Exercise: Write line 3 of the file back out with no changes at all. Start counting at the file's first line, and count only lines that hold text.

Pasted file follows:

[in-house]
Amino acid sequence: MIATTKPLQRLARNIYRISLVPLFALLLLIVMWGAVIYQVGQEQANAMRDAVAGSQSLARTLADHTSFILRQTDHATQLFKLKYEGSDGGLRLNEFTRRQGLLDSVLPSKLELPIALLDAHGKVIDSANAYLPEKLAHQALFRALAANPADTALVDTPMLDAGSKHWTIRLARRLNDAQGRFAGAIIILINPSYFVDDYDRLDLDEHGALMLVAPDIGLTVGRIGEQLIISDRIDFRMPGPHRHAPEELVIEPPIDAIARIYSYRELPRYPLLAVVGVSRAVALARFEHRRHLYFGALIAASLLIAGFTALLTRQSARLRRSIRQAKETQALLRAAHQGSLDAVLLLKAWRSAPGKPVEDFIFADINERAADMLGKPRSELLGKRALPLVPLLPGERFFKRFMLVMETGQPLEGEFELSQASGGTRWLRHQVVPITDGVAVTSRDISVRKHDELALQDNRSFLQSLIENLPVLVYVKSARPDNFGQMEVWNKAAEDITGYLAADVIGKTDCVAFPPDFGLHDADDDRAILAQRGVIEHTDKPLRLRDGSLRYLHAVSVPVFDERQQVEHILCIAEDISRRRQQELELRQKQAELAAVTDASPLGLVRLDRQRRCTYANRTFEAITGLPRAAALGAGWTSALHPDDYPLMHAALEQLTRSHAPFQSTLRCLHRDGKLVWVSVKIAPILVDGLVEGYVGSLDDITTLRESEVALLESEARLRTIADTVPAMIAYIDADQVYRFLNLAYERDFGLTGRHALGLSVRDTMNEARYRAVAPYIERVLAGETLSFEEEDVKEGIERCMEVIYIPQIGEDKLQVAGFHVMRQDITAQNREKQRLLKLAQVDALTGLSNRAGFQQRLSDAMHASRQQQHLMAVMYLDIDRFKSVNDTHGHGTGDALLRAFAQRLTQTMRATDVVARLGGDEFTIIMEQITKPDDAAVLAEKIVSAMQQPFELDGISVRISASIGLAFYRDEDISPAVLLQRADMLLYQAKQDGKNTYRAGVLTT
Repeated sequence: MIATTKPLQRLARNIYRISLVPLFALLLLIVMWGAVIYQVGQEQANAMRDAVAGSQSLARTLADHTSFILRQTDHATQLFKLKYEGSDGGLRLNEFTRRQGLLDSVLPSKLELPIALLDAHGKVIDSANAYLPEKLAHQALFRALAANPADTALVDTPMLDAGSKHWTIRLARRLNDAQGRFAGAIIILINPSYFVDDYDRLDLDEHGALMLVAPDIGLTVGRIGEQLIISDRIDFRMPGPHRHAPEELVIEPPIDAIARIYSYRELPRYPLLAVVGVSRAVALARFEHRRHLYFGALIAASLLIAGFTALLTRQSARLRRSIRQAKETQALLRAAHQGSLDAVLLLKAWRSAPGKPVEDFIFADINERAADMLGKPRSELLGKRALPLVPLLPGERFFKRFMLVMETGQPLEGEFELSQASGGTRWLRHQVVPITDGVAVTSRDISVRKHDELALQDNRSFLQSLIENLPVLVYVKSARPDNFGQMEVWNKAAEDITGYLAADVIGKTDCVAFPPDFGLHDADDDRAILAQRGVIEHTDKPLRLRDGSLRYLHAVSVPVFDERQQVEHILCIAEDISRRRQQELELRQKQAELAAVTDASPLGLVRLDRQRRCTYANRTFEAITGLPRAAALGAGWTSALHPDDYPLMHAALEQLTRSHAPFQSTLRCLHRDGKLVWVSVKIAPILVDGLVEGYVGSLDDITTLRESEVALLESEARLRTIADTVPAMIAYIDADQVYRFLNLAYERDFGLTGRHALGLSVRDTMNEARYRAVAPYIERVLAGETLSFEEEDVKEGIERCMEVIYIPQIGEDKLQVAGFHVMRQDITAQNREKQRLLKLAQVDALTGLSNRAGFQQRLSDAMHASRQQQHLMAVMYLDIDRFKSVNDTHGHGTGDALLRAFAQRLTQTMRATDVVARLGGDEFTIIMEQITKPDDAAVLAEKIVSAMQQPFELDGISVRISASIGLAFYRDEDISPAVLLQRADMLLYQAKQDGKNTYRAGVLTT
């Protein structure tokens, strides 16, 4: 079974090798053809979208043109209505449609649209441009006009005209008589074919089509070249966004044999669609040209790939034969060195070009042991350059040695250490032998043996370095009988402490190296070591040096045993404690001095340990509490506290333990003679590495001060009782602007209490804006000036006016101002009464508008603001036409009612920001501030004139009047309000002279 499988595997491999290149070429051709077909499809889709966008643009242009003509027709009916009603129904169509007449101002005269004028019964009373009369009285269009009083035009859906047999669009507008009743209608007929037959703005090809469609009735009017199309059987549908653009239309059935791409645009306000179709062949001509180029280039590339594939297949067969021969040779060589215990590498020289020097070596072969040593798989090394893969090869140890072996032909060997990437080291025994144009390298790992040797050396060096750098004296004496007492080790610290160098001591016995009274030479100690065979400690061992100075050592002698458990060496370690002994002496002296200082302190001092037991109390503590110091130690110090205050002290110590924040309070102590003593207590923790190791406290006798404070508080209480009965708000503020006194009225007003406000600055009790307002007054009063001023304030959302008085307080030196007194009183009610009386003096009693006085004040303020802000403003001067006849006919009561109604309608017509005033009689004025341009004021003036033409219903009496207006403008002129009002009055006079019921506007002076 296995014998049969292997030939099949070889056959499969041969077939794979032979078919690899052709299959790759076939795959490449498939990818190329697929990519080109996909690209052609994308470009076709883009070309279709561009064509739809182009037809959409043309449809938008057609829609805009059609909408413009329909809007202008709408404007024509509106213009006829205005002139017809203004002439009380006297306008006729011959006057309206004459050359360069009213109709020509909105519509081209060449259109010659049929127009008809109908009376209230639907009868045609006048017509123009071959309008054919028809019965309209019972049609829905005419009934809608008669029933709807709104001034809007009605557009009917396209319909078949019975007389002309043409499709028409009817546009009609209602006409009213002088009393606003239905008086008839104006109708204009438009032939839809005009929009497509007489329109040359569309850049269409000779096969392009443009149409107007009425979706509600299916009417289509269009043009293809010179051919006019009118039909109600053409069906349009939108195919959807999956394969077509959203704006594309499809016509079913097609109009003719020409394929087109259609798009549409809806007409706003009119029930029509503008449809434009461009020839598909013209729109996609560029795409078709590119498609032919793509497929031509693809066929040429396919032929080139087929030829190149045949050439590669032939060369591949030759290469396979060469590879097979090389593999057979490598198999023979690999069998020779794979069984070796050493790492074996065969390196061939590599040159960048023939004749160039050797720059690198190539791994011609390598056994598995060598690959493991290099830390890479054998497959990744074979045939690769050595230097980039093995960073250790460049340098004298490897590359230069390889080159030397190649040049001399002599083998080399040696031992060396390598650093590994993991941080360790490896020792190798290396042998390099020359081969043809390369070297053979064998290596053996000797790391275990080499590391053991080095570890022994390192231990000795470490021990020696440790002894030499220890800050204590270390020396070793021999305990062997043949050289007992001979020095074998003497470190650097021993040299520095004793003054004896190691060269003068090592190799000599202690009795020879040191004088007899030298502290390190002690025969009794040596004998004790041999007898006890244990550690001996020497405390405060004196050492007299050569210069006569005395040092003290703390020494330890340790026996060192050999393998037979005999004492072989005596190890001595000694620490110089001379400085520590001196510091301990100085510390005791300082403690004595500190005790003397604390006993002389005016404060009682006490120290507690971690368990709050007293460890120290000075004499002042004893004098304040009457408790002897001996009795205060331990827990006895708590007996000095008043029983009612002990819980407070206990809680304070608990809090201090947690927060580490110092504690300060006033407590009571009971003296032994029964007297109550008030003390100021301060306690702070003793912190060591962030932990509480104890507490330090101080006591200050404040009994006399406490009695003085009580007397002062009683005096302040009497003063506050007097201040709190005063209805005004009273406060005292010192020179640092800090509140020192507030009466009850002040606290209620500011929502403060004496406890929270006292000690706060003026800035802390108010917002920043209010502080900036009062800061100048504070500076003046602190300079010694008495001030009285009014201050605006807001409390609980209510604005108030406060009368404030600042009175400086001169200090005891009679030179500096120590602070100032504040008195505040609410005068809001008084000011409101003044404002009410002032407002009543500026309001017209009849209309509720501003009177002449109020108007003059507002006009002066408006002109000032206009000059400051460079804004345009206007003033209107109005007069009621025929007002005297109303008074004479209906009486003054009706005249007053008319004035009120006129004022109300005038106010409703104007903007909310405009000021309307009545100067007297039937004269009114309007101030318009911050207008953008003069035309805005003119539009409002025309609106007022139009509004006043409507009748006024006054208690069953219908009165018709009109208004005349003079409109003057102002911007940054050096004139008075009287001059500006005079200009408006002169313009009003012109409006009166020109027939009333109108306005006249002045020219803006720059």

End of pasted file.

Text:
Repeated sequence: MIATTKPLQRLARNIYRISLVPLFALLLLIVMWGAVIYQVGQEQANAMRDAVAGSQSLARTLADHTSFILRQTDHATQLFKLKYEGSDGGLRLNEFTRRQGLLDSVLPSKLELPIALLDAHGKVIDSANAYLPEKLAHQALFRALAANPADTALVDTPMLDAGSKHWTIRLARRLNDAQGRFAGAIIILINPSYFVDDYDRLDLDEHGALMLVAPDIGLTVGRIGEQLIISDRIDFRMPGPHRHAPEELVIEPPIDAIARIYSYRELPRYPLLAVVGVSRAVALARFEHRRHLYFGALIAASLLIAGFTALLTRQSARLRRSIRQAKETQALLRAAHQGSLDAVLLLKAWRSAPGKPVEDFIFADINERAADMLGKPRSELLGKRALPLVPLLPGERFFKRFMLVMETGQPLEGEFELSQASGGTRWLRHQVVPITDGVAVTSRDISVRKHDELALQDNRSFLQSLIENLPVLVYVKSARPDNFGQMEVWNKAAEDITGYLAADVIGKTDCVAFPPDFGLHDADDDRAILAQRGVIEHTDKPLRLRDGSLRYLHAVSVPVFDERQQVEHILCIAEDISRRRQQELELRQKQAELAAVTDASPLGLVRLDRQRRCTYANRTFEAITGLPRAAALGAGWTSALHPDDYPLMHAALEQLTRSHAPFQSTLRCLHRDGKLVWVSVKIAPILVDGLVEGYVGSLDDITTLRESEVALLESEARLRTIADTVPAMIAYIDADQVYRFLNLAYERDFGLTGRHALGLSVRDTMNEARYRAVAPYIERVLAGETLSFEEEDVKEGIERCMEVIYIPQIGEDKLQVAGFHVMRQDITAQNREKQRLLKLAQVDALTGLSNRAGFQQRLSDAMHASRQQQHLMAVMYLDIDRFKSVNDTHGHGTGDALLRAFAQRLTQTMRATDVVARLGGDEFTIIMEQITKPDDAAVLAEKIVSAMQQPFELDGISVRISASIGLAFYRDEDISPAVLLQRADMLLYQAKQDGKNTYRAGVLTT